April 5, 2010

Laughing Gas From Thawing Ice Affects Climate Change

A study showed on Sunday that thawing permafrost could release laughing gas, which is a contributor to climate change that has been overlooked in the Arctic, according to a recent Reuters report.

The study, which was reported in the journal Nature Geoscience, showed that emissions of nitrous oxide surged under certain conditions from melting permafrost that underlies around 25 percent of land in the Northern Hemisphere.

Emissions of the gas leapt 20 times from thawing wetlands in Zackenberg in eastern Greenland to levels found in tropical forests, which are among the main natural sources of the heat-trapping gas.

"Measurements of nitrous oxide production permafrost samples from five additional wetland sites in the high Arctic indicate that the rates of nitrous oxide production observed in the Zackenberg soils may be in the low range," the study said.

The researchers studied sites in Canada and Svalbard off northern Norway alongside their main focus on Zackenberg.  The releases of the gas would be a small addition to global warming.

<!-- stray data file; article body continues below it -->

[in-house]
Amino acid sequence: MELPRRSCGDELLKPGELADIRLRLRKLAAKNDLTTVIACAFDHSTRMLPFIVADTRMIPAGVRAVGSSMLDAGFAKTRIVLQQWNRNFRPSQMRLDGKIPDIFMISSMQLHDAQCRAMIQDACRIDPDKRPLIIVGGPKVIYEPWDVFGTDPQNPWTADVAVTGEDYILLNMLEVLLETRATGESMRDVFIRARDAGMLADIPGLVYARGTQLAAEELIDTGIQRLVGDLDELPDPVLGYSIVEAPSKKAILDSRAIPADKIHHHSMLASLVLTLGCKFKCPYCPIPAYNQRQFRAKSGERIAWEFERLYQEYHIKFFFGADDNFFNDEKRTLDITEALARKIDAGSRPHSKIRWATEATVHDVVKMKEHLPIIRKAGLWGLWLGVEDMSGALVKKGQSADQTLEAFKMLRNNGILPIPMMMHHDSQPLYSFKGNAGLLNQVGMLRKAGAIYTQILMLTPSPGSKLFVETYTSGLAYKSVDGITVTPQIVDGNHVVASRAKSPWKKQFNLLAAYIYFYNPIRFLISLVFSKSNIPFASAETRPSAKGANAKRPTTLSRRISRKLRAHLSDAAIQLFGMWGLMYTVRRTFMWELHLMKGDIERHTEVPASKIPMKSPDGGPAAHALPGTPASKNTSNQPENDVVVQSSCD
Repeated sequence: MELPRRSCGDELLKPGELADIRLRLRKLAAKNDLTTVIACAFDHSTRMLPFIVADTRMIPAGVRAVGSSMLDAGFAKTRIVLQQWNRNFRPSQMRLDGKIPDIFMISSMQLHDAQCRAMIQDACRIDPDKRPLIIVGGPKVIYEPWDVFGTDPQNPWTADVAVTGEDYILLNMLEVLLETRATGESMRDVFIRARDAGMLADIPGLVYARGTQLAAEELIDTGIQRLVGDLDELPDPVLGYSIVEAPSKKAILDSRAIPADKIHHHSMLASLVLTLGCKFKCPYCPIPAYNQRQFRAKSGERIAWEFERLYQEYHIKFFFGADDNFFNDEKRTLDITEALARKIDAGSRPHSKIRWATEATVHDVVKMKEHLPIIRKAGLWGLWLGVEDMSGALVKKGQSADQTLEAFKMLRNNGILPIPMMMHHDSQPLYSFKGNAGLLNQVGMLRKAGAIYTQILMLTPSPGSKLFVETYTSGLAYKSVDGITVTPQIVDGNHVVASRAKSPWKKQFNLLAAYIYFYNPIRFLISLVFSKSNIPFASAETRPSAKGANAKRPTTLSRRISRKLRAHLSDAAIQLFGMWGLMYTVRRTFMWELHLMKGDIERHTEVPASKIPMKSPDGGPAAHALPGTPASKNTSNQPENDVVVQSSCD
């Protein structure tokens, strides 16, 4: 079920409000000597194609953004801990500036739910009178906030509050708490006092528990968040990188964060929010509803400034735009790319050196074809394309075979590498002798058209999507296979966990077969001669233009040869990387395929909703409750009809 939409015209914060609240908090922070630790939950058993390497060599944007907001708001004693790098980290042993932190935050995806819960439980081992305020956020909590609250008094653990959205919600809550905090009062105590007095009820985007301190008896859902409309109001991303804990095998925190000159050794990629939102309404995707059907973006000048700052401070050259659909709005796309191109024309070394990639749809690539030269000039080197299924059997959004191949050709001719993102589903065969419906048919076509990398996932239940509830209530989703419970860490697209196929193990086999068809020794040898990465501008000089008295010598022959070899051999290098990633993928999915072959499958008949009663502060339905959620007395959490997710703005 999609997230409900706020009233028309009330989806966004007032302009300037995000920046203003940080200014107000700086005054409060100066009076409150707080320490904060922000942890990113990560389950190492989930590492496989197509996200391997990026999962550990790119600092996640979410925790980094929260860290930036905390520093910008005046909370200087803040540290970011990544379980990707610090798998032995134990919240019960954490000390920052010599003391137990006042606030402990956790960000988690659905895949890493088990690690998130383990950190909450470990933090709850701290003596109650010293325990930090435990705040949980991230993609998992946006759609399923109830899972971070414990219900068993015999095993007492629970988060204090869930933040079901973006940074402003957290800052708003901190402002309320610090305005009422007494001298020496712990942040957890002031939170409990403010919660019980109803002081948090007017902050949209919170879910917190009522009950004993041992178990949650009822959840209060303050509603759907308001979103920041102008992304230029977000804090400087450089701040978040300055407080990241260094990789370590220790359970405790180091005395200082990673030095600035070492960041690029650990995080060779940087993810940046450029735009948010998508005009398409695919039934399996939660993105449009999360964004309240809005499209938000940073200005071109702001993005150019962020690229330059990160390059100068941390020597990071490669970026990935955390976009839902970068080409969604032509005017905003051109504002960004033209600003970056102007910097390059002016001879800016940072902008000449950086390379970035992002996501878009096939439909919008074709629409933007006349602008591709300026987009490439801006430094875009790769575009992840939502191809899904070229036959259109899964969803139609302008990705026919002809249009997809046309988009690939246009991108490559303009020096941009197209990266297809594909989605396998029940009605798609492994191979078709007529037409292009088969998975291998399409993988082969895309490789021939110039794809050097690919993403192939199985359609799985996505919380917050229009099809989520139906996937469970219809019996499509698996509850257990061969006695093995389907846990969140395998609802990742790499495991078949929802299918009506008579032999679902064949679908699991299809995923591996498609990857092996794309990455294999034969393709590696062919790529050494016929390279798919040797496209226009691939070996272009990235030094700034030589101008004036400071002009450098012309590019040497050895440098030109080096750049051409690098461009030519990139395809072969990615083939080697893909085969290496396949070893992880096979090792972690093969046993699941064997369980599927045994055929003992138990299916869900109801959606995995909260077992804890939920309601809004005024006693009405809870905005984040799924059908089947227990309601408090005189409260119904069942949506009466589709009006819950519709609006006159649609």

Nitrous Oxide is third in line as the most important greenhouse gas from human actives.

The U.N.'s Kyoto Protocol regulates the gas for limiting global warming, which could bring about more sandstorms, floods, heatwaves and rising sea levels.

Nitrous Oxide is produced by human actives like agriculture and use of fossil fuels.  It is brought about naturally from sources in soil and water, such as microbes in wet tropical forests.

The scientists, from Denmark and Norway, said that past studies had assumed carbon dioxide and methane were released by a thaw of permafrost while nitrous oxide stayed locked up

"Thawing and drainage of the soils had little impact on nitrous oxide production," Nature said in a statement of the study led by Bo Elberling of Copenhagen University.

"However, re-saturation of the drained soils with meltwater from the frozen soils -- as would happen following thawing -- increased nitrous oxide production by over 20 times," it said.

"Nearly a third of the nitrous oxide produced in this process escaped into the atmosphere," it added.

Carbon dioxide is the most lethal gas to climate change, followed by methane.


Image Caption: Image Caption: Pictured are lichen and shrub"“covered palsas surrounded by a pond resulting from melting permafrost in a bog near the village of Radisson, Canada. Credit: Serge Payette


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